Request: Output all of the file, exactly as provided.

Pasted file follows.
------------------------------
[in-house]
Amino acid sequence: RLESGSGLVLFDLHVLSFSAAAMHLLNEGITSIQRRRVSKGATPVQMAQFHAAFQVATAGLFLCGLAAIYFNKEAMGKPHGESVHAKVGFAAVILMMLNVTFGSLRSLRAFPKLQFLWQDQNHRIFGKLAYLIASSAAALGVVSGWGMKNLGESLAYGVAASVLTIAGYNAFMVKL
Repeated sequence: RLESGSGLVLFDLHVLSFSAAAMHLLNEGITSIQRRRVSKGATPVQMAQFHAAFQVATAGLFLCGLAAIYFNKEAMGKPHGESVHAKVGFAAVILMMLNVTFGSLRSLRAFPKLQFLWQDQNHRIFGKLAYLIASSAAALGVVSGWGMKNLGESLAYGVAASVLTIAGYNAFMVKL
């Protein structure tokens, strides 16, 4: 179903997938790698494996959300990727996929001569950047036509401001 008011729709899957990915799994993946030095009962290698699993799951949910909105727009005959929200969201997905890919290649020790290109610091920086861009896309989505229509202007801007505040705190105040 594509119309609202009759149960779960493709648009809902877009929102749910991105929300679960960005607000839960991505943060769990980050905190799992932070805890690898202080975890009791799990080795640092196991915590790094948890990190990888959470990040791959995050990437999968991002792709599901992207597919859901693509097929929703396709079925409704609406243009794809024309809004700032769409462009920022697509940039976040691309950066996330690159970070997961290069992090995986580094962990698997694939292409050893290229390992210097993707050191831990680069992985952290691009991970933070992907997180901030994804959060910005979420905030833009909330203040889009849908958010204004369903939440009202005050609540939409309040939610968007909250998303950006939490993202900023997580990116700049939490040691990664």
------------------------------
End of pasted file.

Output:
[in-house]
Amino acid sequence: RLESGSGLVLFDLHVLSFSAAAMHLLNEGITSIQRRRVSKGATPVQMAQFHAAFQVATAGLFLCGLAAIYFNKEAMGKPHGESVHAKVGFAAVILMMLNVTFGSLRSLRAFPKLQFLWQDQNHRIFGKLAYLIASSAAALGVVSGWGMKNLGESLAYGVAASVLTIAGYNAFMVKL
Repeated sequence: RLESGSGLVLFDLHVLSFSAAAMHLLNEGITSIQRRRVSKGATPVQMAQFHAAFQVATAGLFLCGLAAIYFNKEAMGKPHGESVHAKVGFAAVILMMLNVTFGSLRSLRAFPKLQFLWQDQNHRIFGKLAYLIASSAAALGVVSGWGMKNLGESLAYGVAASVLTIAGYNAFMVKL
């Protein structure tokens, strides 16, 4: 179903997938790698494996959300990727996929001569950047036509401001 008011729709899957990915799994993946030095009962290698699993799951949910909105727009005959929200969201997905890919290649020790290109610091920086861009896309989505229509202007801007505040705190105040 594509119309609202009759149960779960493709648009809902877009929102749910991105929300679960960005607000839960991505943060769990980050905190799992932070805890690898202080975890009791799990080795640092196991915590790094948890990190990888959470990040791959995050990437999968991002792709599901992207597919859901693509097929929703396709079925409704609406243009794809024309809004700032769409462009920022697509940039976040691309950066996330690159970070997961290069992090995986580094962990698997694939292409050893290229390992210097993707050191831990680069992985952290691009991970933070992907997180901030994804959060910005979420905030833009909330203040889009849908958010204004369903939440009202005050609540939409309040939610968007909250998303950006939490993202900023997580990116700049939490040691990664």